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In every school, educators with diverse backgrounds and a wide array of expertise collectively work to teach students fundamental skills and prepare them to lead independent, productive lives. Every teacher—from the language arts classroom to the drama stage to the woodworking shop and back to social studies, science, and Spanish—plays an important role in cultivating intelligent, well-rounded thinkers and citizens.

But I’ll let you in on a secret, mathematics teacher: Your work is as vital to your students’ future success as the air they breathe.

Mathematical ability has emerged as the single most critical skill that schools must develop in students to open doors to future opportunities. Whether the students you work with are headed to college or a career, their ability to choose a path for themselves and pursue their dreams is rooted in the depth of their understanding of how mathematics works and quantifies the world around them.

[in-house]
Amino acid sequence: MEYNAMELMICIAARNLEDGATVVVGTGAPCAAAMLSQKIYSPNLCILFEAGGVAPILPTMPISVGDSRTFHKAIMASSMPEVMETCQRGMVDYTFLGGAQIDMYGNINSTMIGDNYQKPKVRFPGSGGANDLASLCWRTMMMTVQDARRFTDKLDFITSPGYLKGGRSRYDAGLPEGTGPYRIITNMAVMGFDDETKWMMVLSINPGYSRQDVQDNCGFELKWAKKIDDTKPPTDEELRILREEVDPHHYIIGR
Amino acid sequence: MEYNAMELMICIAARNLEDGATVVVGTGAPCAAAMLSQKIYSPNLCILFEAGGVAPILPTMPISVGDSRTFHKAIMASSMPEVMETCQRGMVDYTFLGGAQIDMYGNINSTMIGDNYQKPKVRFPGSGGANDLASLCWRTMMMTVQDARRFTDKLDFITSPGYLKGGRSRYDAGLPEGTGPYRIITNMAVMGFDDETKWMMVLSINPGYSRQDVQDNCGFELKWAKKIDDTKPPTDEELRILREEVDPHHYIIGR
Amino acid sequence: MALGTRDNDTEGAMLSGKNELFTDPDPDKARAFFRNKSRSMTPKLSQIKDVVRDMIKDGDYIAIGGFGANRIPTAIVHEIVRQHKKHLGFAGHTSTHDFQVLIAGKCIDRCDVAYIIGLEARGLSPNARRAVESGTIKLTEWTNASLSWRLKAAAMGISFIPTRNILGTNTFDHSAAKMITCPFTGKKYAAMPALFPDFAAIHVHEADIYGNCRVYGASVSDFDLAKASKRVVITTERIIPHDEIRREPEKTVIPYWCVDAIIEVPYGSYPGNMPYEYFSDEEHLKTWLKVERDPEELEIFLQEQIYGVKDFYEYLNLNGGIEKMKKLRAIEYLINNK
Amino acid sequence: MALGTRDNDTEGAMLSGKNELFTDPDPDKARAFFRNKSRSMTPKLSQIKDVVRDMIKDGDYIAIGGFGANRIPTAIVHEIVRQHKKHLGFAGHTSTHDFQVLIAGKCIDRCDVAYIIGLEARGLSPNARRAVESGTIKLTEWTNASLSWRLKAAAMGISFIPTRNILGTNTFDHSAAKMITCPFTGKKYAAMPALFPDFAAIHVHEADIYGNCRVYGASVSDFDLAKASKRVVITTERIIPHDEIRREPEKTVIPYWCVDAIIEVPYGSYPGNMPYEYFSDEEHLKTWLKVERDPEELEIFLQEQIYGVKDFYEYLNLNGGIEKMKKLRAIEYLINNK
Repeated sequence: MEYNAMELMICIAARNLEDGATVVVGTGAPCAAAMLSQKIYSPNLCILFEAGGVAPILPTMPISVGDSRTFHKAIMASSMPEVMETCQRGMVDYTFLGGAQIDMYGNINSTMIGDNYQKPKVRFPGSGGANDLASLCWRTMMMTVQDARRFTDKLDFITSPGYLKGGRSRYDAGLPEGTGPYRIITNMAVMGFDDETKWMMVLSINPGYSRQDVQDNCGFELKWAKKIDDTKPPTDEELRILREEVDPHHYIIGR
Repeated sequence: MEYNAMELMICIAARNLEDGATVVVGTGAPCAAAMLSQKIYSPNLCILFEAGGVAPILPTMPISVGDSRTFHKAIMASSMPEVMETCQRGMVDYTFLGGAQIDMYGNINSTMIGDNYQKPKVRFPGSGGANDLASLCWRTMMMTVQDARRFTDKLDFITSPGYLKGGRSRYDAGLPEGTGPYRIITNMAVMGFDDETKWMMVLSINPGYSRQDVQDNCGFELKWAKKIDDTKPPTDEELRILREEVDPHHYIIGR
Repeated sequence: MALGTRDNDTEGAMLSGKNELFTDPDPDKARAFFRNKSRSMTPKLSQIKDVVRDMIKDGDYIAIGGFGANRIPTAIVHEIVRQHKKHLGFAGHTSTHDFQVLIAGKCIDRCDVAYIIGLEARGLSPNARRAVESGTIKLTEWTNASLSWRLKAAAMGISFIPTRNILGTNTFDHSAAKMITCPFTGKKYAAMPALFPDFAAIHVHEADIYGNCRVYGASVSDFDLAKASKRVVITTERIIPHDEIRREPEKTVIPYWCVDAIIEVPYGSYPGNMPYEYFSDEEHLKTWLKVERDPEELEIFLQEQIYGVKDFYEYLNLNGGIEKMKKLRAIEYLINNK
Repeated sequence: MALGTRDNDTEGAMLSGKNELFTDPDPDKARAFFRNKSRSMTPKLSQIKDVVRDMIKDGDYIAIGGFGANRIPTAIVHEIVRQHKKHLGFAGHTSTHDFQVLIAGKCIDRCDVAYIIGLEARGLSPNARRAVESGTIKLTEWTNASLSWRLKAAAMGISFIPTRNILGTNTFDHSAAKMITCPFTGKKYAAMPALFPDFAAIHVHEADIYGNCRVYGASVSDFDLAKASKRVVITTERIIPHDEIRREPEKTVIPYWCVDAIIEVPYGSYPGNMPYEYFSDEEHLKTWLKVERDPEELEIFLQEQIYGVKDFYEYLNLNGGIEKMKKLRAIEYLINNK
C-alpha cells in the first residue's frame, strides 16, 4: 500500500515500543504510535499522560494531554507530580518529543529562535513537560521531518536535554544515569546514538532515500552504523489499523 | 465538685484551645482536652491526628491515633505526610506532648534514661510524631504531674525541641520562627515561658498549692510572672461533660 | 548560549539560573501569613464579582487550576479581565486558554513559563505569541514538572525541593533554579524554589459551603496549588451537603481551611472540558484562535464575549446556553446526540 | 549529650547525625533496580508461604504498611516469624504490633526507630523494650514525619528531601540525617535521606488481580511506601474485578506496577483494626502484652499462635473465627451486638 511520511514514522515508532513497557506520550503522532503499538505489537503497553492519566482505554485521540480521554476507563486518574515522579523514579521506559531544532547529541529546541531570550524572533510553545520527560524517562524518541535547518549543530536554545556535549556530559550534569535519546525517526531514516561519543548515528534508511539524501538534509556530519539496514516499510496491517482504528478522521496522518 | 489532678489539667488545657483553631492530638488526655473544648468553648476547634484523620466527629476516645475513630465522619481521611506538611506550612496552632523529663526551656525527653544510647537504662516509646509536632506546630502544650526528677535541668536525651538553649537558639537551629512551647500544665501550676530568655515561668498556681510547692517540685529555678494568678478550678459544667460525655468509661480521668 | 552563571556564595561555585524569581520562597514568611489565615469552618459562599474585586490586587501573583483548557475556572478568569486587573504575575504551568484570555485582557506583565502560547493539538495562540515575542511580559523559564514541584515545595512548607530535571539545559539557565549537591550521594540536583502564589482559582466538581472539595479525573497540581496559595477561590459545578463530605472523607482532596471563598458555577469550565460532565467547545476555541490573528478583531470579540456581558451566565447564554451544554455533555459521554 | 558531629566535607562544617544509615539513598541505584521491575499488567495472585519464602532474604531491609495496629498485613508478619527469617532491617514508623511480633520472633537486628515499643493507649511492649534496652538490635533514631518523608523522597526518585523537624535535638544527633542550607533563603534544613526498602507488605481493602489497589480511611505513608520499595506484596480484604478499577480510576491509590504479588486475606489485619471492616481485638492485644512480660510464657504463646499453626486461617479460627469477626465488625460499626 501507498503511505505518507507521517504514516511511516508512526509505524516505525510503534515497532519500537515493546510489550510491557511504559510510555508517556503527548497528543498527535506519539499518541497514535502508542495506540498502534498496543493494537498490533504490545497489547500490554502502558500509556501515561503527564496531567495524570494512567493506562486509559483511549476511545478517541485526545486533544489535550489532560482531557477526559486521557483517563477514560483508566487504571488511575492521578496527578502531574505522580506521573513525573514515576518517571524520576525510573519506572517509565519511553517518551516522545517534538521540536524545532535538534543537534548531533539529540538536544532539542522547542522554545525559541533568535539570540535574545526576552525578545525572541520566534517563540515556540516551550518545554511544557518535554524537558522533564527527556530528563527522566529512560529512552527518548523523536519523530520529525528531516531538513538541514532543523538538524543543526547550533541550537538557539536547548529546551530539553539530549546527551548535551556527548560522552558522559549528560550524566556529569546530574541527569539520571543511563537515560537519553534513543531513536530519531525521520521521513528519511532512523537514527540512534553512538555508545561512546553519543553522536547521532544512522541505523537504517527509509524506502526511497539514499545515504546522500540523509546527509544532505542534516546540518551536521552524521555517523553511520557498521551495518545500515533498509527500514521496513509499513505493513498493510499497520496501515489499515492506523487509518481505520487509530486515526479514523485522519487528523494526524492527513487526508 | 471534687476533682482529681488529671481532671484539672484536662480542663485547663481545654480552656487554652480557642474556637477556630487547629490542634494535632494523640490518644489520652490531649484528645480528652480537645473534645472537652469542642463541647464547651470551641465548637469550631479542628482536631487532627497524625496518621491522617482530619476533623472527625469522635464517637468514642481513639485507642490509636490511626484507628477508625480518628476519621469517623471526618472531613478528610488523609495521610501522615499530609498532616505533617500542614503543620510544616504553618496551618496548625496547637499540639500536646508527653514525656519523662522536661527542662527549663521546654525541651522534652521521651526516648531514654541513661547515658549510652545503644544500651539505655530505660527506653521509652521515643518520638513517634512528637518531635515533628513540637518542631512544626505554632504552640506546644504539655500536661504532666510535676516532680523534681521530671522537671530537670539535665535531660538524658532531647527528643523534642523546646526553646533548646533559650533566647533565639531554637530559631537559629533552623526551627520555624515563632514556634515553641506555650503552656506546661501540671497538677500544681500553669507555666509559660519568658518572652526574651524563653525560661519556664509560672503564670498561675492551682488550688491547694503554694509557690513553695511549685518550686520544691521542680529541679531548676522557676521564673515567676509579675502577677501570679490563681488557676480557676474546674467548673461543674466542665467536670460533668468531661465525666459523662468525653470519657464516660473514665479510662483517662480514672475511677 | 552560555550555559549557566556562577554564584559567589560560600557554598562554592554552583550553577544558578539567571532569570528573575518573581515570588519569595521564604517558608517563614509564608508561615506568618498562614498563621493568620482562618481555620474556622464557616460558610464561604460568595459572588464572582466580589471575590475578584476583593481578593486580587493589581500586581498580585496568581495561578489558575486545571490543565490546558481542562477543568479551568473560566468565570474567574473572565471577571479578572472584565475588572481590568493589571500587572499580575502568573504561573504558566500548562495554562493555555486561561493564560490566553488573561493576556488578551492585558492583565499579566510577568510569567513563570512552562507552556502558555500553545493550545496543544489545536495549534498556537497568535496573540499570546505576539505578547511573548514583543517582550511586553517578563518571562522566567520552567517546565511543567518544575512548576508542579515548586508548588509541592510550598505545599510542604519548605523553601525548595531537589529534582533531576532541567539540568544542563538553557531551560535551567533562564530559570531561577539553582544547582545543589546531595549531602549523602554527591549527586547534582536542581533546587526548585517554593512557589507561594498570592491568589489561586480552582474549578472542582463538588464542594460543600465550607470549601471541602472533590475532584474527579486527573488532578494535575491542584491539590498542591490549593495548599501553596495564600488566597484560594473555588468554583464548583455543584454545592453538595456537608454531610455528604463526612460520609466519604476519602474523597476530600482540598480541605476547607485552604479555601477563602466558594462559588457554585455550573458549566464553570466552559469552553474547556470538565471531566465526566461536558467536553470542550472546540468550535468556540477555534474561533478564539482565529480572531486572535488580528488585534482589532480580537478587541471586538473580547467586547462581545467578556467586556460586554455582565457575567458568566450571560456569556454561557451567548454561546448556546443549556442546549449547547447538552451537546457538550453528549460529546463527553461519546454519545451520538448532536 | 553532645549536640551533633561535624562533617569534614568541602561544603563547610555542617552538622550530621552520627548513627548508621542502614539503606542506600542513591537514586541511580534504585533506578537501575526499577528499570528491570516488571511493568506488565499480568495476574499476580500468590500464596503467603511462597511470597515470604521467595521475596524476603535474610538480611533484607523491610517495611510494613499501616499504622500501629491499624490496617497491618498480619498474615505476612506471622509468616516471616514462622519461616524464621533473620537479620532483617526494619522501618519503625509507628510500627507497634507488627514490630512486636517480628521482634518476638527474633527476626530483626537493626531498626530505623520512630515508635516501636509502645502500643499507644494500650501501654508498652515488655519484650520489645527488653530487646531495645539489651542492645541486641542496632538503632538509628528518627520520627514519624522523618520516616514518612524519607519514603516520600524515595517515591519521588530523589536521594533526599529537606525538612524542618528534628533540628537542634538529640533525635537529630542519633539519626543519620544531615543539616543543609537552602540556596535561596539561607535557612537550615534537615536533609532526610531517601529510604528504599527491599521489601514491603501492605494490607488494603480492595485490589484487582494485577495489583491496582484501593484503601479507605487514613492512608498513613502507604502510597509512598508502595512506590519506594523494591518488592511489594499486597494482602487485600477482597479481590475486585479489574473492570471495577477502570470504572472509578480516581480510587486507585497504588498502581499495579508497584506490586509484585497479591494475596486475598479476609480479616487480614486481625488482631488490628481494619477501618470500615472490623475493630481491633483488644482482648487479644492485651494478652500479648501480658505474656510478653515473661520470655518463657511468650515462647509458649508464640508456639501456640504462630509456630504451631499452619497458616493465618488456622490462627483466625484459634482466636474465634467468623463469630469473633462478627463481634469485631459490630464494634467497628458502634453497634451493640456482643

Today, more than at any other time in human history, we live in a world of technology that constantly reinvents itself, a world of scientific inquiry and discovery. Mathematics is the bedrock on which science and technology advance.

Students need computational skill and numeric fluency, but, even more, they need to own mathematical understanding in a deep and personal way that allows them to pursue their interests in science, technology, engineering, medicine, design, or any other field they might select.

Our world may indeed be flat, but, to the students you serve, it is also an infinite plane that joins us all together. The work you do to help students see the mathematics all around them makes it possible for them be successful today and into tomorrow.

The responsibility that you own as a mathematics teacher is a massive and altogether worthwhile one. Every subject and every teacher are important to each student’s overall growth, just as all the members of the band must work together to create a song. But there is only one rock star in the group: It’s you.


SchuhlSarahSarah Schuhl has worked as a secondary mathematics teacher and instructional coach for twenty years, is an author, former MT Editorial Panel Chair, and consultant.  She enjoys working with teachers to find instructional and assessment practices that result in student learning 


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